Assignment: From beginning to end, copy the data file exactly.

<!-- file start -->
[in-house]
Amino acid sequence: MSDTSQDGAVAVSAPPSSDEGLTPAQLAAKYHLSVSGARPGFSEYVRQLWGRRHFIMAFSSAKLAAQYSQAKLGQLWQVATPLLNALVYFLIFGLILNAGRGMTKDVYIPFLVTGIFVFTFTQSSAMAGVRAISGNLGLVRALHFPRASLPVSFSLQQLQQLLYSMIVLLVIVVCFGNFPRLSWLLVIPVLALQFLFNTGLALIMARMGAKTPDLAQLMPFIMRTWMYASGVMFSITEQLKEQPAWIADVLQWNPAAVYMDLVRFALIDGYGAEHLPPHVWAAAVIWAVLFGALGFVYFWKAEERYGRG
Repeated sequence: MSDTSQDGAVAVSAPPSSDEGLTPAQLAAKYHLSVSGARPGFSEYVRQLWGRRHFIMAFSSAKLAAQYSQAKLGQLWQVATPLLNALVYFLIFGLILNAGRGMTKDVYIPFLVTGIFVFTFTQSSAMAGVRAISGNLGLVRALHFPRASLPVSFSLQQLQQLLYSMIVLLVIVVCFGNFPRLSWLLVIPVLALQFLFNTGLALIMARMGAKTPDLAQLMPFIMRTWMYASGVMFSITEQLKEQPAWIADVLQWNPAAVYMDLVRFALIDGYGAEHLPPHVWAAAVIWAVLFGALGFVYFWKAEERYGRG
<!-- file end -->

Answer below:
[in-house]
Amino acid sequence: MSDTSQDGAVAVSAPPSSDEGLTPAQLAAKYHLSVSGARPGFSEYVRQLWGRRHFIMAFSSAKLAAQYSQAKLGQLWQVATPLLNALVYFLIFGLILNAGRGMTKDVYIPFLVTGIFVFTFTQSSAMAGVRAISGNLGLVRALHFPRASLPVSFSLQQLQQLLYSMIVLLVIVVCFGNFPRLSWLLVIPVLALQFLFNTGLALIMARMGAKTPDLAQLMPFIMRTWMYASGVMFSITEQLKEQPAWIADVLQWNPAAVYMDLVRFALIDGYGAEHLPPHVWAAAVIWAVLFGALGFVYFWKAEERYGRG
Repeated sequence: MSDTSQDGAVAVSAPPSSDEGLTPAQLAAKYHLSVSGARPGFSEYVRQLWGRRHFIMAFSSAKLAAQYSQAKLGQLWQVATPLLNALVYFLIFGLILNAGRGMTKDVYIPFLVTGIFVFTFTQSSAMAGVRAISGNLGLVRALHFPRASLPVSFSLQQLQQLLYSMIVLLVIVVCFGNFPRLSWLLVIPVLALQFLFNTGLALIMARMGAKTPDLAQLMPFIMRTWMYASGVMFSITEQLKEQPAWIADVLQWNPAAVYMDLVRFALIDGYGAEHLPPHVWAAAVIWAVLFGALGFVYFWKAEERYGRG